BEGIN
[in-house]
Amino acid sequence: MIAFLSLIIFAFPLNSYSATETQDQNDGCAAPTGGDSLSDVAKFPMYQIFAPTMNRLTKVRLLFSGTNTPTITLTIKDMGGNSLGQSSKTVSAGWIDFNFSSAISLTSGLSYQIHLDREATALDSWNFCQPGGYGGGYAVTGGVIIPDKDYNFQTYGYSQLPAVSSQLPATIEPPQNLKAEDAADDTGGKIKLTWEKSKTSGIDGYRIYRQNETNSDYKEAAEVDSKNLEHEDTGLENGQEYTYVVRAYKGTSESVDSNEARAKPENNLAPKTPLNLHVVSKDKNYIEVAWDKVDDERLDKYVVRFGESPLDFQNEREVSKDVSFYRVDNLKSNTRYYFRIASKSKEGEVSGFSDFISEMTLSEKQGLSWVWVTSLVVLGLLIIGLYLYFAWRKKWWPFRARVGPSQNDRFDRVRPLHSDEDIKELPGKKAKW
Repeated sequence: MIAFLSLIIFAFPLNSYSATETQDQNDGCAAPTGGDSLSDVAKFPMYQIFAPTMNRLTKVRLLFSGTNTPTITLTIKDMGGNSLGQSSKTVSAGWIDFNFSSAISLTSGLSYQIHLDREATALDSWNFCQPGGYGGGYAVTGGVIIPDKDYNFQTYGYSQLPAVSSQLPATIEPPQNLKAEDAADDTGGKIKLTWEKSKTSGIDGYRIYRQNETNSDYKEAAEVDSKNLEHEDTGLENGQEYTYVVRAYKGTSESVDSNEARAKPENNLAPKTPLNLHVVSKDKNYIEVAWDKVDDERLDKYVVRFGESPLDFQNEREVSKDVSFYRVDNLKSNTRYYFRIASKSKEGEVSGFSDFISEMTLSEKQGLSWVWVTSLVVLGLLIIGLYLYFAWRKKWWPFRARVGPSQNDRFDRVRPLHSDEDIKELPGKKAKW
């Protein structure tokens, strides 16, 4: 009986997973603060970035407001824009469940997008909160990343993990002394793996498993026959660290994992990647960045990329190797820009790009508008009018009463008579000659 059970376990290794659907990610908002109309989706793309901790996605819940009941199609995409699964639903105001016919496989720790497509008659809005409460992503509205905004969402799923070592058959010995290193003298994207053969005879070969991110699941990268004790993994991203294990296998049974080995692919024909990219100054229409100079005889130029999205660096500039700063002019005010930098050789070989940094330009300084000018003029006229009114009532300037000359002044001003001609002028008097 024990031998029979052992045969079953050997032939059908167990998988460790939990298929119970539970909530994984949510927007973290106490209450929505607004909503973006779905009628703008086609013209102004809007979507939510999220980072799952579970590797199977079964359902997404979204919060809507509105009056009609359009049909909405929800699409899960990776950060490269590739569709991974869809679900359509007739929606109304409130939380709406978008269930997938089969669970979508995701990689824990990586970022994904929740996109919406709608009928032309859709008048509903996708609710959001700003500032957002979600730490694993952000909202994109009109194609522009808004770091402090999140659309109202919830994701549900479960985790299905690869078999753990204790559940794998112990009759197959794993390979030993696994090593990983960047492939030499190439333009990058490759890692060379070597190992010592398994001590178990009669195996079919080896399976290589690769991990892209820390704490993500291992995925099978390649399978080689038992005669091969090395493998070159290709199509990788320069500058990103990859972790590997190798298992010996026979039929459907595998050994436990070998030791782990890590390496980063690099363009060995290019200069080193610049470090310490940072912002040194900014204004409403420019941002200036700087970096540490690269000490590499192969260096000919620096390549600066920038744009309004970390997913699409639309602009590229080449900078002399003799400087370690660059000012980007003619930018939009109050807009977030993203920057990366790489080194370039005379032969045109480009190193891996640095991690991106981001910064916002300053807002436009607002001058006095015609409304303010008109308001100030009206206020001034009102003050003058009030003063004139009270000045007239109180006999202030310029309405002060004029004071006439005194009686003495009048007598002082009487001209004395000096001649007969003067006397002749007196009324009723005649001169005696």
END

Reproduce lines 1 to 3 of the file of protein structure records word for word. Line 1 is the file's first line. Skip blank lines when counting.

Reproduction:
[in-house]
Amino acid sequence: MIAFLSLIIFAFPLNSYSATETQDQNDGCAAPTGGDSLSDVAKFPMYQIFAPTMNRLTKVRLLFSGTNTPTITLTIKDMGGNSLGQSSKTVSAGWIDFNFSSAISLTSGLSYQIHLDREATALDSWNFCQPGGYGGGYAVTGGVIIPDKDYNFQTYGYSQLPAVSSQLPATIEPPQNLKAEDAADDTGGKIKLTWEKSKTSGIDGYRIYRQNETNSDYKEAAEVDSKNLEHEDTGLENGQEYTYVVRAYKGTSESVDSNEARAKPENNLAPKTPLNLHVVSKDKNYIEVAWDKVDDERLDKYVVRFGESPLDFQNEREVSKDVSFYRVDNLKSNTRYYFRIASKSKEGEVSGFSDFISEMTLSEKQGLSWVWVTSLVVLGLLIIGLYLYFAWRKKWWPFRARVGPSQNDRFDRVRPLHSDEDIKELPGKKAKW
Repeated sequence: MIAFLSLIIFAFPLNSYSATETQDQNDGCAAPTGGDSLSDVAKFPMYQIFAPTMNRLTKVRLLFSGTNTPTITLTIKDMGGNSLGQSSKTVSAGWIDFNFSSAISLTSGLSYQIHLDREATALDSWNFCQPGGYGGGYAVTGGVIIPDKDYNFQTYGYSQLPAVSSQLPATIEPPQNLKAEDAADDTGGKIKLTWEKSKTSGIDGYRIYRQNETNSDYKEAAEVDSKNLEHEDTGLENGQEYTYVVRAYKGTSESVDSNEARAKPENNLAPKTPLNLHVVSKDKNYIEVAWDKVDDERLDKYVVRFGESPLDFQNEREVSKDVSFYRVDNLKSNTRYYFRIASKSKEGEVSGFSDFISEMTLSEKQGLSWVWVTSLVVLGLLIIGLYLYFAWRKKWWPFRARVGPSQNDRFDRVRPLHSDEDIKELPGKKAKW